The University of Queensland's Human Trafficking Working Group, led by Associate Professor Andreas Schloenhardt, has found that despite general support for a licensed sex industry in Queensland, many underlying concerns remained.
"There are concerns within the community about the efficiency of the current licensing system, unregulated and illegal forms of prostitution, the trafficking in persons for sexual exploitation into legal and illegal brothels, as well as the possibility of regulating escort services," the Brisbane Times quoted Schloenhardt as saying.
Most sex workers in illegal operations face threats to their safety, and do not have the checks essential for their sexual health.
According to The Sun-Herald, only 10 per cent of prostitution was legal 10 years after introduction of the Prostitution Act 1999.
Ninety per cent of escort agencies, street prostitution, unlicensed brothels, and the sharing of premises by more than one sex worker were either unregulated or illegal.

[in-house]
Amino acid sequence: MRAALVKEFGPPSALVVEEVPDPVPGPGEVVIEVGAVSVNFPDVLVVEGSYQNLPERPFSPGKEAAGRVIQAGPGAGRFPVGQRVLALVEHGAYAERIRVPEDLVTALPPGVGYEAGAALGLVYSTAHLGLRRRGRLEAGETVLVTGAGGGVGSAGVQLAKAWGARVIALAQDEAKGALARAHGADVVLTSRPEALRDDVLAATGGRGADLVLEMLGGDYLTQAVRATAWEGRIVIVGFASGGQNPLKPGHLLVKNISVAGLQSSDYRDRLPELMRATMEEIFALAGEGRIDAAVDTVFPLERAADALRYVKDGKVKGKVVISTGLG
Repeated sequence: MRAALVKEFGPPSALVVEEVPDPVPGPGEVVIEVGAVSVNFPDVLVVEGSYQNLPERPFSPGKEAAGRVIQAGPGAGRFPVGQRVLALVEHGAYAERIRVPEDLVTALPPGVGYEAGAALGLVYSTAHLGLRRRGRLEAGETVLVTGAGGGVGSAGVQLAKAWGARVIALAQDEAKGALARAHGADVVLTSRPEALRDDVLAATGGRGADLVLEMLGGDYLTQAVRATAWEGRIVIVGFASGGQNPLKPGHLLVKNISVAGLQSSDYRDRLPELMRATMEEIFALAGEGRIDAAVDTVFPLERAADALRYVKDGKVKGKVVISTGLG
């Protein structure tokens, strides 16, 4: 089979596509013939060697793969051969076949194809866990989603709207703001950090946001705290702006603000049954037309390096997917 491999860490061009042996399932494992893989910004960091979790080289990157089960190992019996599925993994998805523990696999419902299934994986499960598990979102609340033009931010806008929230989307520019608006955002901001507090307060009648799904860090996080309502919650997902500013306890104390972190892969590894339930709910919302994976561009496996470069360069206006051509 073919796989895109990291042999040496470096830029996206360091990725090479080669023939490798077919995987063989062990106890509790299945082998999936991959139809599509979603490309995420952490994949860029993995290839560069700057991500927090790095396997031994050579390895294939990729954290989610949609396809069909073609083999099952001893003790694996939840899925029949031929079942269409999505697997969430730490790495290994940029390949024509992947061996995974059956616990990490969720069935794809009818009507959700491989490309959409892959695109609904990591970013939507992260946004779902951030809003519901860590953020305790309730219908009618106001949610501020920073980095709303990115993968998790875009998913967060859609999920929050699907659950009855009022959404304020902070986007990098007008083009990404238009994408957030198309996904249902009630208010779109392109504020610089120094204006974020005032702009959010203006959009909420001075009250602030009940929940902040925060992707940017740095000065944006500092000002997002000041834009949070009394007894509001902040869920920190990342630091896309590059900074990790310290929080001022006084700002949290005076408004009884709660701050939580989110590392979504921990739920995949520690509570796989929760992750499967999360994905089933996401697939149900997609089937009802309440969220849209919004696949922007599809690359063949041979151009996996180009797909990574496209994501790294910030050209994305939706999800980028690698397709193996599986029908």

Schloenhardt said that the State Government had clearly failed to draw as many of illegal operators and workers as possible into the legal industry.
He said that legal brothels were extremely expensive to set up, and most went broke after a few years.
LNP Member for Buderim, Steve Dickson said that low fines were encouraging illegal sex rings and trafficking.
While legal operators have to pay around 30,000 dollars a year in government fees and charges, illegal brothel operators are only fined about 2000 dollars if they are caught.
An illegal operator can be busted 15 times in a year before they face the same costs as legal operators.